Some of the trekkers who started after us were now passing us on the last third of the climb. We met a keen kid from Australia several times along the way named Henry. He was trekking the route with his parents, and for a 16-year old he was incredibly fit, and definitely not shy. As an avid mountain biker himself with dreams of one day riding the Whistler Bike Park he hiked alongside us the final section of the climb. He was asking tons of questions and it was getting harder and harder to answer with the reduced oxygen levels. Finally, in one beautiful moment, we all gathered at the top of the pass; exhilarated, invigorated and emotional. Eight days of climbing and eye-widening experiences. After lots of hugs and group photos it was time for the downhill of our lives.
The backside of Thorang La was huge and open, ribbons of trails threaded through the rocks let you pick your own line almost the entire way down. Dropping altitude quickly we’d stop every ten minutes to peel off a layer as the temperature started warming the lower we got. Toques, booties, gloves, extra layers…it had to come off. We were working hard to hold on in the loose steep corners but these were problems we wanted and it just felt so good to descend for so long.
After what seemed like hours of going downhill we pulled into the sacred town of Muktinath for breakfast at the Bob Marley Café. It was time for omelets, toast, coffee, beer and a relaxing break before we continued on to Jomsom, our final destination of the day and still another 20+km away. This part of the ride was fascinating, after 8 days of bumpy, dusty roads, we found ourselves on a 10 k stretch of perfect asphalt. We learned why…when 80 + km winds hit the dusty roads almost daily, it makes some of the towns along the way almost unlivable because of the sandstorms. The paved road cuts down on the dust eating but it’s another story staying upright and confident with wind gusts blowing you three feet into the next lane.
The wind and pavement went on for a good hour before we finally hit the Kali Gandaki gorge, the deepest in the world sitting 5,571 meters / 18,278 ft lower than Annapurna I. This gorge was used as a trade route for centuries between India and Tibet and the sheer massive width of it gives you many options for route picking. There were busses, jeeps and trekkers in various places all along the gorge. We took a breather at a teahouse and had a Snickers bar while we waited for the wind to die down a little. It didn’t so we forged on and powered through the wind to Jomsom.
Our day ended around 5pm, and after a 3:30am start, it was for us, the biggest most dramatic day we ever had on a mountain bike. Our guesthouse that night had a beautiful upper floor where we celebrated with more beer and popcorn and yet another fabulously delicious inexpensive Nepali meal.
We rolled out of Jomsom first thing in the morning with a plan to have breakfast with some friends of Oms. Oms had a network of Canadian friends after meeting some folks from Revelstoke in a hostel in Kathmandu years prior. It was a few degrees of separation and years later that I was introduced to Om through friends of friends of friends. Serendipity is the ultimate in flow and it’s hard to believe that meetings like this are simply chance.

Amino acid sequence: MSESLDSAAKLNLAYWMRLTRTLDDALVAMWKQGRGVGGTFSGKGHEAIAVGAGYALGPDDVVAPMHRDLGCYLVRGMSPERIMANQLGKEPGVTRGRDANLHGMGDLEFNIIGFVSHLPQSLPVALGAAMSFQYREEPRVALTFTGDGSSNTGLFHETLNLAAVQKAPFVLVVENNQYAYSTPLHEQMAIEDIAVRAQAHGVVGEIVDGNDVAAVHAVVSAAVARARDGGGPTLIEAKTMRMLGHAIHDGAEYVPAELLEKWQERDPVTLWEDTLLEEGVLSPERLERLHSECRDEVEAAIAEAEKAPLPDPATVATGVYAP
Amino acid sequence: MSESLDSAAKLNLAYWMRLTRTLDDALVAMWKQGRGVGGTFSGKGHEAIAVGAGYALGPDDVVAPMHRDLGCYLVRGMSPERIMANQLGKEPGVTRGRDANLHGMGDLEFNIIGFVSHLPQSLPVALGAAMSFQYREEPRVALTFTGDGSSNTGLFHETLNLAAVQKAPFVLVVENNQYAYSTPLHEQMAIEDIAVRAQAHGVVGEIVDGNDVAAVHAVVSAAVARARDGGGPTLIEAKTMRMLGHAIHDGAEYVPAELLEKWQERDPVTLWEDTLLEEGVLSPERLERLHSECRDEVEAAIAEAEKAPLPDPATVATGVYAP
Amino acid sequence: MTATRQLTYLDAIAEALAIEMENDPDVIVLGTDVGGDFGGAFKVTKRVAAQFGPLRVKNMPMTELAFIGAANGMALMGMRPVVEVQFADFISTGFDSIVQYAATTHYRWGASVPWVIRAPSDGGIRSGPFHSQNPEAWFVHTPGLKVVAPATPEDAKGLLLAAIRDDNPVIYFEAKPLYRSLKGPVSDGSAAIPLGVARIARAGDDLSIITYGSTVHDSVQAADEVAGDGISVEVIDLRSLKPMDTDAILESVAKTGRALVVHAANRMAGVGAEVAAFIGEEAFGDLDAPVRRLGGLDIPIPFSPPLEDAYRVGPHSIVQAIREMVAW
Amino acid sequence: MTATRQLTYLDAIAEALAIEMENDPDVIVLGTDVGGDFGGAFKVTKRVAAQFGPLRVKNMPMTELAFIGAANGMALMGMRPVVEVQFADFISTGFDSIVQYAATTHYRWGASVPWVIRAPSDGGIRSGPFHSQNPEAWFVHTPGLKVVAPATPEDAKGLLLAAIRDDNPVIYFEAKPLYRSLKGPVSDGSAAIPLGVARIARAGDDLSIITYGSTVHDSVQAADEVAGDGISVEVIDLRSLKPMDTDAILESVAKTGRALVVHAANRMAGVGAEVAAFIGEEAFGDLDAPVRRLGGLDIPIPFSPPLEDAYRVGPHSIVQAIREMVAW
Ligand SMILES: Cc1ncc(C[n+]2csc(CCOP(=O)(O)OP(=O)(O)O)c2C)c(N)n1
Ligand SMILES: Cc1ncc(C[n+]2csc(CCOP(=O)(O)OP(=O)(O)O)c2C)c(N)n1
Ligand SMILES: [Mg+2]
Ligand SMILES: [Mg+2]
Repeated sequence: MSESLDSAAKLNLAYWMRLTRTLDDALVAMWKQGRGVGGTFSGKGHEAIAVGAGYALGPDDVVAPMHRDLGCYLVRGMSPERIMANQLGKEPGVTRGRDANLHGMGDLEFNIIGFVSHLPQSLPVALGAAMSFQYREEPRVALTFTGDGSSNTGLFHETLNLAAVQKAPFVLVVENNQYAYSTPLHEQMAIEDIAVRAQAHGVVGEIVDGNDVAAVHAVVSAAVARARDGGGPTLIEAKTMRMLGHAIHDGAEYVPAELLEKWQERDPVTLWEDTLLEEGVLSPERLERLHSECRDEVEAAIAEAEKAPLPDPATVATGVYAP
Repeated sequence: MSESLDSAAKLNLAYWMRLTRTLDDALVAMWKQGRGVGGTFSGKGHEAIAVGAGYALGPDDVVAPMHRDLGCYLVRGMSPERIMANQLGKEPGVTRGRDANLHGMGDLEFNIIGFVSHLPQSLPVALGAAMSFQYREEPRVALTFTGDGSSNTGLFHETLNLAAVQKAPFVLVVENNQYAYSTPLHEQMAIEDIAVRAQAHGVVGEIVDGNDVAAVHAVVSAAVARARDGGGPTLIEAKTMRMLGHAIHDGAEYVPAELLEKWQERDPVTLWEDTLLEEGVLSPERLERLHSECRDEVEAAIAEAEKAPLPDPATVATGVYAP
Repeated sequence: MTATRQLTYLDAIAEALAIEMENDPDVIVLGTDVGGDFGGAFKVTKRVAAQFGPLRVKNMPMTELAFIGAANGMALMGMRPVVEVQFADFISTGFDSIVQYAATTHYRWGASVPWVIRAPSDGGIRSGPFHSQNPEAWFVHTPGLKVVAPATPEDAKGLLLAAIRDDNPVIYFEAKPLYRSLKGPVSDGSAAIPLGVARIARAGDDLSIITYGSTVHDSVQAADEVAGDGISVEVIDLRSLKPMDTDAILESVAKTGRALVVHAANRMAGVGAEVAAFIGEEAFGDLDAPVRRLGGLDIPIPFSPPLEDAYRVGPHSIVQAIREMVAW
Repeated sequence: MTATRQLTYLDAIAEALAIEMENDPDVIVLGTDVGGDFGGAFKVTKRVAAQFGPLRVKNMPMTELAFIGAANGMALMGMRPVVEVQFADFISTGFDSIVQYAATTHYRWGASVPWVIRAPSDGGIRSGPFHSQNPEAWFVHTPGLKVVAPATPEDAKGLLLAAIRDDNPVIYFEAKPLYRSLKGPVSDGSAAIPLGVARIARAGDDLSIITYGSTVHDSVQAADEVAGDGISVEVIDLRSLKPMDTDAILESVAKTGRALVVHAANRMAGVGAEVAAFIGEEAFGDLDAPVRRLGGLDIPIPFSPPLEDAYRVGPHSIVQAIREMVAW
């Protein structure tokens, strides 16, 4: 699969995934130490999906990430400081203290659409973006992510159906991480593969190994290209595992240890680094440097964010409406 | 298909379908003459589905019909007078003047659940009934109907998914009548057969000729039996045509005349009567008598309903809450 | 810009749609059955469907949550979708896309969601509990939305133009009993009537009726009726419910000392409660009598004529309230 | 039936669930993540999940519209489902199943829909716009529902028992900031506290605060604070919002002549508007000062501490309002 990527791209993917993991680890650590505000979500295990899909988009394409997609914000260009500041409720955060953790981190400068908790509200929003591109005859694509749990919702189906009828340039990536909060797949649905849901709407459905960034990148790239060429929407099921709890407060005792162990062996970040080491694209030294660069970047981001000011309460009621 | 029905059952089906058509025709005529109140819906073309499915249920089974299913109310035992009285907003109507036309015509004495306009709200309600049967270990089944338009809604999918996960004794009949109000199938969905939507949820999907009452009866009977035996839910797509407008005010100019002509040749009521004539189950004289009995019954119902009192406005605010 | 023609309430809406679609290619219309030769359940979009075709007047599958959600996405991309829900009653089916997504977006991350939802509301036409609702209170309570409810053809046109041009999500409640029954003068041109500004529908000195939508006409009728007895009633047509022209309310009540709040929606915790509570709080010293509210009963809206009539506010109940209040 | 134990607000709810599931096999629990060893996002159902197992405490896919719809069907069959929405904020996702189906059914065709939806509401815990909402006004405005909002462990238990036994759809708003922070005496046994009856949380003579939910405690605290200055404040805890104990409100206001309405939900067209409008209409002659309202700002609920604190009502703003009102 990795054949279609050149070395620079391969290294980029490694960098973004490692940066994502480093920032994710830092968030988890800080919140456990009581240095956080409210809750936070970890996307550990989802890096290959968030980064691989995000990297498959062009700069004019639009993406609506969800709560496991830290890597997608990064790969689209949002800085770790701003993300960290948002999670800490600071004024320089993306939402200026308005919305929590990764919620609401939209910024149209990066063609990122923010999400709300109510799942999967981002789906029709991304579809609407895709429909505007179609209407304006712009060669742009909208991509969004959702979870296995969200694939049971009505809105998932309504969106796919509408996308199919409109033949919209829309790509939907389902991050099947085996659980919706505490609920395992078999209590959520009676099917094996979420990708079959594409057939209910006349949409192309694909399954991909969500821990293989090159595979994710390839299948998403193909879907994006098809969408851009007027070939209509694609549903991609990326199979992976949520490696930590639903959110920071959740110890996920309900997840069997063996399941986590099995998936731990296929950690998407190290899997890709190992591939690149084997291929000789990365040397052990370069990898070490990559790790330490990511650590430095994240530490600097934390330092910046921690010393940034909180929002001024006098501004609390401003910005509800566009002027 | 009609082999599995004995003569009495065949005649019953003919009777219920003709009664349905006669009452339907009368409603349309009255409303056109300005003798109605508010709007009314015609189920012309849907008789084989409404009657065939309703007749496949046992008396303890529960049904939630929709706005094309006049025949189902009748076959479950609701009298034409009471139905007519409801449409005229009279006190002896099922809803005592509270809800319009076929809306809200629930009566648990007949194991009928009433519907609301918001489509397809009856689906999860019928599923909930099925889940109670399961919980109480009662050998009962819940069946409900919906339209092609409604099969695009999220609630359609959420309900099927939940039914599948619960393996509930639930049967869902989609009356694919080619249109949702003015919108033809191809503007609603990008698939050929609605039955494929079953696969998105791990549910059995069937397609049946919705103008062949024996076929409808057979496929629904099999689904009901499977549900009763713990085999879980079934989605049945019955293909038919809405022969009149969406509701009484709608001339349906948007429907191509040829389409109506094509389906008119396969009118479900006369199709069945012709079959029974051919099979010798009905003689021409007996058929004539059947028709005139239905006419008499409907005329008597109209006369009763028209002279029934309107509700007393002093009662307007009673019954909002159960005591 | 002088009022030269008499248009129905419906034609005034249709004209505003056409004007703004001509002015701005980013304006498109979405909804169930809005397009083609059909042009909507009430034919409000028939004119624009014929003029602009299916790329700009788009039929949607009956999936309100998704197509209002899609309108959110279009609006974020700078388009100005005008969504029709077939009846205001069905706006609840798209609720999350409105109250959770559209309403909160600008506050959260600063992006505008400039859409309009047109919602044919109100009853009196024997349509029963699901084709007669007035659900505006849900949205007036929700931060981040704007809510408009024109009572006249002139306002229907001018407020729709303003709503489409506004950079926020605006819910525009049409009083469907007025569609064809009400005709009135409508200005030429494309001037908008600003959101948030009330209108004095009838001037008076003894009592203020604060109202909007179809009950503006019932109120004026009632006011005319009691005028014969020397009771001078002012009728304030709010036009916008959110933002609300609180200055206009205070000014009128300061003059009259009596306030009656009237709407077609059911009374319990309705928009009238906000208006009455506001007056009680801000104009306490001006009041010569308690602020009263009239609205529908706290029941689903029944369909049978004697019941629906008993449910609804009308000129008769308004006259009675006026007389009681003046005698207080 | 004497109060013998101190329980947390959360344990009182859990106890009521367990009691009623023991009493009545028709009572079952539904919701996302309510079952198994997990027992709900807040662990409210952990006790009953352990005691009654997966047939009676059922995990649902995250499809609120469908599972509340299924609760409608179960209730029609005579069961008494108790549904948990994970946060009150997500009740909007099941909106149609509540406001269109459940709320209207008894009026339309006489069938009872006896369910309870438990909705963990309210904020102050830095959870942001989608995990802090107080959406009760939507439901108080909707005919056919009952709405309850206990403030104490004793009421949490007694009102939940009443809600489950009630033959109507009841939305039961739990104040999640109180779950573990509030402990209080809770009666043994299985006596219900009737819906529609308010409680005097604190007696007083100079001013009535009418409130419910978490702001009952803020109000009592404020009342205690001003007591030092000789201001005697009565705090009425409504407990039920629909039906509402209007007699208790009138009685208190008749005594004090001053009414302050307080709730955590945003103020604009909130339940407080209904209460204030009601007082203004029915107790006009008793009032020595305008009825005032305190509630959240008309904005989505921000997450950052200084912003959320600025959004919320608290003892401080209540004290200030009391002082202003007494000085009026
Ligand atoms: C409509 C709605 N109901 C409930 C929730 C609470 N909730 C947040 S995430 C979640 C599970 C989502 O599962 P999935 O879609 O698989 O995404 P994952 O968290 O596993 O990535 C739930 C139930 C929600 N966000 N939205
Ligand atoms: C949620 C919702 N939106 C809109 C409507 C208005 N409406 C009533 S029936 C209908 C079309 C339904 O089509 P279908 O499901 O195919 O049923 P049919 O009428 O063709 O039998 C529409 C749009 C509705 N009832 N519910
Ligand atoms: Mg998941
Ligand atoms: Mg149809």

Shortly after breakfast we rode through the town of Marfa. Hundreds of years of history and a cobbled main street that took you way back in time. As we got lower the landscape got greener and the subtropical zone and heat was reappearing.
It was Leslie’s birthday today so we took a lot of group photos and broke out into random birthday songs at pretty much any opportunity. Portions of our ride were along roads in heavy construction mode, many of which we could not have ridden through without Om’s incredible negotiating skills. Some of the best single track we rode was on this day. Beautiful sections of trail along the gorge and plenty of ups in order to get down again. There were long sustained downhill sections on rough roads where we easily passed vehicles. And when it looked like some nasty weather might hamper our day we stopped at a tea house for cover and snacks.
The rain started coming on hard so we went inside the tiny teahouse for cover. The owners in the back were distilling a homemade alcoholic brew called Roxy, of which we all had a small sip. I was expecting a gasoline-type tasting beverage but it was actually quite mild and smooth. The smoke from the distillation process was flooding the teahouse making it difficult to stay inside so we took it as a sign to get our asses in gear for the final pull to Tatopani.
Some of the weaving in and out of forest single tracks would not have been possible without the guidance and knowledge of Om. We spent some incredible time on back routes and trails that finally spit us out into Tatopani, a colorful town in the middle of the jungle. Being lower down the supplies and beer were aplenty and our guesthouse was also lodging for many of the porters we’d come to know along the way – they were already into the food and beer by the time we got there.